Our local school district gave two options for this year’s school year: 100% virtual or 100% in person. After weeks of debating the merits of all the options we heard about around the country and after one week of carefully considering the actual options presented by the school, we made the decision to keep Little Miss Minion home this semester for virtual kindergarten. I am in no way saying that this is the best choice. All the options suck, for everyone. Everyone wants the best for their kids, and I fully acknowledge that we are lucky to have this option. So I write this post with the disclaimer that it contains my personal opinions and observations about our particular situation.
To the parents who are sending their kids back to school in person—you made a great choice.
To the parents who are keeping your kids home to go virtual—you made a great choice.
To the parents who are pulling their kids from the districts and doing homeschool on their own—you made a great choice.
Little Miss Minion’s pediatrician said that her lungs have likely matured to where they should be, given her respiratory illness history over the past two years. I don’t want to test this theory, but two winters ago, she had a runny nose that lasted approximately 12 hours and gave the bug to me, where it turned into a double ear infection, bronchitis, infection-induced asthma, and almost pneumonia. So clearly her lungs work better than mine on certain things. 😂 The doctor also said that she recommends mask wearing, frequent hand washing, and social distancing wherever possible to reduce the chances of catching or spreading the virus.
The fact remains that the county we live in is seeing a large uptick in cases. The schools have developed a rigorous list of precautions that will be put into place to prevent transmission. The combination of these two facts is going to make (in my opinion) a very unstable situation for consistent education. Between students being sent home for every runny nose, fever, cough, sore throat, headache, stomachache, and generally not feeling well, the teachers and staff will also be held to the same standard. Any symptoms will require a 72 hour quarantine at home after the symptoms are gone without medication. So if a student is sent home on Monday for a fever and the fever disappears the moment they exit school property, that student is not allowed back until Friday. Same thing for teachers. It is only a matter of time before there are either not enough staff to cover the students or not enough students to justify staying open.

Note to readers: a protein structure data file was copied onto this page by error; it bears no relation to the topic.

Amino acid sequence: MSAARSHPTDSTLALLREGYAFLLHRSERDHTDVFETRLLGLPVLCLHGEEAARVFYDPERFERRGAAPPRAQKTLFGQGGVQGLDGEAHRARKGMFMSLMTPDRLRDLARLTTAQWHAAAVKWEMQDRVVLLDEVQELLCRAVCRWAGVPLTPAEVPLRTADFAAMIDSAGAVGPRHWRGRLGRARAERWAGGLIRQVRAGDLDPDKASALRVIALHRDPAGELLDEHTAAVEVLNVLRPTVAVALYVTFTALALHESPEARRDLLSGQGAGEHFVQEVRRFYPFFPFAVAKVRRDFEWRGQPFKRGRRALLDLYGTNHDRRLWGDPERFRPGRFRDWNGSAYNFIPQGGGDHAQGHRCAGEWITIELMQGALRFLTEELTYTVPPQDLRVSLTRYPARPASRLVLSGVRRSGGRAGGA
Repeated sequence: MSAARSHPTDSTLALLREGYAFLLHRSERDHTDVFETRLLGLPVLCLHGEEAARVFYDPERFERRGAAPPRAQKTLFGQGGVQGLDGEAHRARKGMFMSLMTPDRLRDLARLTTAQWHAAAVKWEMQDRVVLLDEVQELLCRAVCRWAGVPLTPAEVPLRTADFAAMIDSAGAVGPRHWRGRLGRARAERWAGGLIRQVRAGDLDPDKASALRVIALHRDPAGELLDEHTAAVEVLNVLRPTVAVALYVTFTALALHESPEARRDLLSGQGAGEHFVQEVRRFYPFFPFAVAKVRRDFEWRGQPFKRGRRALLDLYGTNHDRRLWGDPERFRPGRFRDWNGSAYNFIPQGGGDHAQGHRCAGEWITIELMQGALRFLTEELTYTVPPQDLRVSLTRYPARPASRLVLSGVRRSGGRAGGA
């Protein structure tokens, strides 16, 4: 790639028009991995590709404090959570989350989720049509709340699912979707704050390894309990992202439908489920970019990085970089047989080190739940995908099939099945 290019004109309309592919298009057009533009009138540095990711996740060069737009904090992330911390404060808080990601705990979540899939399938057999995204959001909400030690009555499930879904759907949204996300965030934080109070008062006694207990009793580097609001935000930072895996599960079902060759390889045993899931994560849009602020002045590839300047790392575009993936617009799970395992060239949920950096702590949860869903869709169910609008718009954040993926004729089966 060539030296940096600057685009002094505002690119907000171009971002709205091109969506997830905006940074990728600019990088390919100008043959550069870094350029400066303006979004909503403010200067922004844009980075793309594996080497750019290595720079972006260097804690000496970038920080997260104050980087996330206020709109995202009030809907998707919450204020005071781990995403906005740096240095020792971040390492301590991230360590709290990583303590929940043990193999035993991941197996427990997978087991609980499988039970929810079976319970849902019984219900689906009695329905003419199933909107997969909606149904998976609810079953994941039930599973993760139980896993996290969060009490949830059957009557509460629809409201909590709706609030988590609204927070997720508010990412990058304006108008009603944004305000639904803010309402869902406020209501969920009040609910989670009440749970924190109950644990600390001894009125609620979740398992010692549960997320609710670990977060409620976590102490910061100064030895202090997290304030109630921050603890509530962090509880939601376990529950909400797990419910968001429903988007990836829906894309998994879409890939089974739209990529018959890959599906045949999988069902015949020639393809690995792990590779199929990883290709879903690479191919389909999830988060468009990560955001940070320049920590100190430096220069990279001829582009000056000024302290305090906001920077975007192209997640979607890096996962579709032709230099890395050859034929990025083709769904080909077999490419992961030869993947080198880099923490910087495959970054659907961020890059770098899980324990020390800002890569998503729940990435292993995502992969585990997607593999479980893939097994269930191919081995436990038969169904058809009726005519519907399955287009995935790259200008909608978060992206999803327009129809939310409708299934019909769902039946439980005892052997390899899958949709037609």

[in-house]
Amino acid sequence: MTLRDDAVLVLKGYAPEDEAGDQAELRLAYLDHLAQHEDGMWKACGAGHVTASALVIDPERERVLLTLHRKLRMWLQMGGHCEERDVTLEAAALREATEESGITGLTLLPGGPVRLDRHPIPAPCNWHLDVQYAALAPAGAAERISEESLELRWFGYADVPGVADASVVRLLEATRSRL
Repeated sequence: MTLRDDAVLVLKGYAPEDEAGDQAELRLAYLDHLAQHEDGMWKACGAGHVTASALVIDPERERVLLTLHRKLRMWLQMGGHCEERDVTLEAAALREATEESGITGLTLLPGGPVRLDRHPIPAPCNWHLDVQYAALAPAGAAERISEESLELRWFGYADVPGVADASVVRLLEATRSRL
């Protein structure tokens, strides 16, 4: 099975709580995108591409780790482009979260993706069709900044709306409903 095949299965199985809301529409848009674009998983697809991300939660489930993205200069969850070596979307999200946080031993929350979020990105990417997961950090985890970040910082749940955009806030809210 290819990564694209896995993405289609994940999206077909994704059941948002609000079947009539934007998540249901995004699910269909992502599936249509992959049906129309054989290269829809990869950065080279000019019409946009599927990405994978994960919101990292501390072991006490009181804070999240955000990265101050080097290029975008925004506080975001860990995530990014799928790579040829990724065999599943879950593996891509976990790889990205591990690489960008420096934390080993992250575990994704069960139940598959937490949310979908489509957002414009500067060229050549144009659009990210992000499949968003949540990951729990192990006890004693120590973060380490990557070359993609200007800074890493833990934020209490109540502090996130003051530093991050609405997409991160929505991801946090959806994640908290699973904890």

The way we saw it, it was not so much a question of virtual or in person. It was a question of her being home from the start, with a consistent schedule and organized setup, or going to school for a few weeks, then getting sent home for a few days, then going back with a new teacher, then being sent home again, and then having to continually arrange a space and provide structure.
We are incredibly lucky that I was already planning on being home for nursing school. We were able to create a space in our basement for a shared classroom. One side is the Minion Kindergarten Academy and the other is Virtual Nursing School. The kindergarten side looks pretty good so far. The nursing side needs a little work—I had been planning on working in our office. I do have an amazing computer shelf that Mr Minion made for me to set my computer on during class. I also made a tea table area over by Miss Minion’s playroom. I’m going to move one of our kettles down there, along with a selection of tea, cups and saucers, and space for a thermos of ice—Miss Minion doesn’t like to wait for her tea to cool.
We are also incredibly lucky to have Mr Minion’s parents able to assist. With him at work, and my clinicals schedule still up in the air, they will be able to take her on those days and continue her virtual school at their house, since school goes wherever her computer goes.
We’ve had a lot of “it shouldn’t have gone this way” in our lives with Little Miss Minion. From her complicated birth, to her infection in the NICU, to her hydrocephalus, to coming home and not being able to have her around people…the list goes on. We are used to it by now, but that doesn’t make it easier.